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February 1, 2007

Still more on Boyd

I am still gaining wisdom from thinking and talking with others about Judge Posner's work for the Seventh Circuit in Boyd (my prior rants here and here).  And the folks at The Volokh Conspiracy provide still more food for thought with posts by Jonathan Alter and Orin Kerr.  In part because Orin partially defends Boyd, I wanted to clarify a few points and also spotlight some of the VC comments.

First, it seems that Orin reads Boyd to indicate that "a federal district court determined beyond a reasonable doubt [that defendant Artemus Boyd] violated state law."  My reading is that the district court only applied a preponderance standard (if that), and the many factual "gaps" stressed by Judge Posner in Boyd suggests that the facts probably weren't sufficient under either fact-finding standard.  Relatedly, I am not at all concerned about federal courts conducting traditional jury trials with standard procedures for state-defined crime (Orin rightly notes this has been held constitutionally permissible).  Rather, what rankles me is when, as in Boyd, federal judges at sentencing use cursory conclusions about possible state crimes to justify an increased federal sentence.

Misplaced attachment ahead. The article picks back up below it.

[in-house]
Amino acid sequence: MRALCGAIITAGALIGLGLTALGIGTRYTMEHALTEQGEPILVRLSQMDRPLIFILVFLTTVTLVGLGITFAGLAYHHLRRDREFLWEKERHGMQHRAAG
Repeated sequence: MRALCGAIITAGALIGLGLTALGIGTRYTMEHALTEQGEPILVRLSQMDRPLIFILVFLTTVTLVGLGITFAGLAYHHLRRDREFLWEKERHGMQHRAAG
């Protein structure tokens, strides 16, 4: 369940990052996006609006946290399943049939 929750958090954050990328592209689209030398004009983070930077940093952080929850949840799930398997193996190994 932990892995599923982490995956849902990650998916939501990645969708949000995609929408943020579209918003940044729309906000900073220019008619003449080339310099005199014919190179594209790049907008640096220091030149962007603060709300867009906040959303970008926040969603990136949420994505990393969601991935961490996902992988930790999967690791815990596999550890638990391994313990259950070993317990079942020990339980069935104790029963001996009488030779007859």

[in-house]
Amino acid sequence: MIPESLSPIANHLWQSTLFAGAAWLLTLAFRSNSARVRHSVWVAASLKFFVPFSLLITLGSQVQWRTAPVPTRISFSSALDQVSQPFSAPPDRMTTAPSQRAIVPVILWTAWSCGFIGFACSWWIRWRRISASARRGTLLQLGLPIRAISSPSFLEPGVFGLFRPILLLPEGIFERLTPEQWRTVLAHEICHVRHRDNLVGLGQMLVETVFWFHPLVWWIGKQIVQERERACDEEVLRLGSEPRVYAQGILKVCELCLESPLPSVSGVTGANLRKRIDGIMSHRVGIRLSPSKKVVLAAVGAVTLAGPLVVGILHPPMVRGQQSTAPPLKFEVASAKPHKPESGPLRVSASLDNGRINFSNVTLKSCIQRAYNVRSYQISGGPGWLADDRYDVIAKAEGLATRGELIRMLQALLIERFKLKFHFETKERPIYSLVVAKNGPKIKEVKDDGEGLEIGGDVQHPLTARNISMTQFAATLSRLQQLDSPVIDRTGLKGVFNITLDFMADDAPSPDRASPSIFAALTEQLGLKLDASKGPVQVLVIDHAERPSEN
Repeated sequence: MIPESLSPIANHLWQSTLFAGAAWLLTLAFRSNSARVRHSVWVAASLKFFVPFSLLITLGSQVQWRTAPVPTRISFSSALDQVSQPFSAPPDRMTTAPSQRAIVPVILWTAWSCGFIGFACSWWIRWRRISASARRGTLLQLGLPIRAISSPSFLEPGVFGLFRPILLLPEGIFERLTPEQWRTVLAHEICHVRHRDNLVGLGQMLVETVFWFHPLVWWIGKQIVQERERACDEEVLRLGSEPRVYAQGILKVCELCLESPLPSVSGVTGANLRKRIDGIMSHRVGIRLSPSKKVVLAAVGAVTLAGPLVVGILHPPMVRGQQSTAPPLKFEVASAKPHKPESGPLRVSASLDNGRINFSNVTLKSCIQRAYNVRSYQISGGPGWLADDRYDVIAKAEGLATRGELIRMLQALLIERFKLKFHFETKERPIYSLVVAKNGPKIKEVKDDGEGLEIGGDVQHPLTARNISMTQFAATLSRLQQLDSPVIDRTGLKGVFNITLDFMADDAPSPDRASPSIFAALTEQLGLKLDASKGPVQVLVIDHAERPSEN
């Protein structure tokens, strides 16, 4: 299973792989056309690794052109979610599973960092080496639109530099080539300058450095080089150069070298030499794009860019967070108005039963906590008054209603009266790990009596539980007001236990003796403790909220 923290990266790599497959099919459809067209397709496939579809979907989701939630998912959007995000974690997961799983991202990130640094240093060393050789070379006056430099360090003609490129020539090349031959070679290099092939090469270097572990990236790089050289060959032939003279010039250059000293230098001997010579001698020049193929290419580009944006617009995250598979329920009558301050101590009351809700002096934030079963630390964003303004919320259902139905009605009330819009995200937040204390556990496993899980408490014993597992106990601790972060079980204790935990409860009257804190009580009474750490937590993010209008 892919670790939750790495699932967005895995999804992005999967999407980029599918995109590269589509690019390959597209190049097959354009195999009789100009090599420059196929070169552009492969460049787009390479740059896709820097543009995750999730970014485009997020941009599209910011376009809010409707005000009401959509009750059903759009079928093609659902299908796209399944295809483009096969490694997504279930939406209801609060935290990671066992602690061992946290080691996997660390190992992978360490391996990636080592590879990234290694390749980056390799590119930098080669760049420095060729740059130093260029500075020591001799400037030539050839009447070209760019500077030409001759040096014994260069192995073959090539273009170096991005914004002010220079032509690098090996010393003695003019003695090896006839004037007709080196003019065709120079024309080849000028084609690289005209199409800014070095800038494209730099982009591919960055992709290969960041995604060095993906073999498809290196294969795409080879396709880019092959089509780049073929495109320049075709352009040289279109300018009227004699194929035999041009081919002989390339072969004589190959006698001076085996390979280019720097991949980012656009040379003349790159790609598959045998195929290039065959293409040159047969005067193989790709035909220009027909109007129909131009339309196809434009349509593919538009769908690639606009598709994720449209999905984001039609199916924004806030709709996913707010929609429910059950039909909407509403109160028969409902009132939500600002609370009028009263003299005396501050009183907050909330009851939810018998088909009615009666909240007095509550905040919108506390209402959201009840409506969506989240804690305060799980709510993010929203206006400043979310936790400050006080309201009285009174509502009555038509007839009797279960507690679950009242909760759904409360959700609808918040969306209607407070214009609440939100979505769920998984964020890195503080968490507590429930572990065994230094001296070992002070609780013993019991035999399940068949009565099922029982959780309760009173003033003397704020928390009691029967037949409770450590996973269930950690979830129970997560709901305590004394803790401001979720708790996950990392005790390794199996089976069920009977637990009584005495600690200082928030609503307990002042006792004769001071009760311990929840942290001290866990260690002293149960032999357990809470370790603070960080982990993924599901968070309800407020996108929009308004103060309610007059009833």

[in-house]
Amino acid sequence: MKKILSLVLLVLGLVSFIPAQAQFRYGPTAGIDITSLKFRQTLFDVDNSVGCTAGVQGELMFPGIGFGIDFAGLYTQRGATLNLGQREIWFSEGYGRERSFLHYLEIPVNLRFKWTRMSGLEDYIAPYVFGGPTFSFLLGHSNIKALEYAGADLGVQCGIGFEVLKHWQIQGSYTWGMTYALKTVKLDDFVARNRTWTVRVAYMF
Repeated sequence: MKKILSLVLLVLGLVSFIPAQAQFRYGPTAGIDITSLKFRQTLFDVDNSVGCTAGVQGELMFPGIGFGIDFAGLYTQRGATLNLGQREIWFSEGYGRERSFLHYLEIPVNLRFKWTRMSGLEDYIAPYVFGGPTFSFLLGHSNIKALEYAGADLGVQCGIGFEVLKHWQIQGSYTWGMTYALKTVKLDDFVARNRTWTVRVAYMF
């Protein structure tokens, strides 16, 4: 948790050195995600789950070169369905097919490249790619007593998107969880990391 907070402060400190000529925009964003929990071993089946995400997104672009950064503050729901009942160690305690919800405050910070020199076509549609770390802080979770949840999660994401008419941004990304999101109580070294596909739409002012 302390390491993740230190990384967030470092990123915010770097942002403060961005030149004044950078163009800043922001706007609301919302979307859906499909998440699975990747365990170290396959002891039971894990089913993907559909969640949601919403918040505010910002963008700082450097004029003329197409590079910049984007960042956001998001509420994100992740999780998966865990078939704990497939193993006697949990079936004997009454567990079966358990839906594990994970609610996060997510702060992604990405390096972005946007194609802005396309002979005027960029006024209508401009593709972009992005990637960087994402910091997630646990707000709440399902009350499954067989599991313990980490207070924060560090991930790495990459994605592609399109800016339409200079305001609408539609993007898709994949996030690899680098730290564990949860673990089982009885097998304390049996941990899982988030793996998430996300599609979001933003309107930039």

Second, the comments to Orin's post thoughtfully develop other apparent problems with Judge Posner's work in Boyd.  Marty Lederman notes that "Posner has eliminated one of the elements of the Indiana crime" in the course of affirming the sentence of Artemus Boyd.  Moreover, though some provide doctrinal cover for what Judge Posner is doing in Boyd, I found this comment captured the common-sense basis for my prior rants about Boyd:

Not a lawyer. "If you want a decision, go to court. If you want justice, go to church." is becoming truer and truer. Sentenced because of a crime he was not tried for, is that correct? [snort]  Was bound to happen, and, I suspect, will be common practice.  After all, we're all guilty of something.

I cannot fix this system, very few of you lawyers seem to think that there is even a problem, and so I think that things will get a good deal worse before they get better.  Once the lawyers start being convicted for the crimes of their clients, maybe.

February 1, 2007 at 01:47 PM | Permalink

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I wanted to offer a few thoughts in response to Doug Berman's post (mentioned by Jonathan below) about Judge Posner's sentencing opinion in [Read More]

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Comments

Regarding the idea that "we're all guilty of something" I'm reminded of the scene from Julius Ceasar where after Ceasar's assassination, the rampaging mob surrounds Cinna the poet thinking he is Cinna one of the conspirators. When he protests that he is Cinna the poet, someone cries out from the mob "kill him for his bad poetry" which the mob promptly proceeds to do.

Posted by: Michael Levine | Feb 1, 2007 2:55:26 PM

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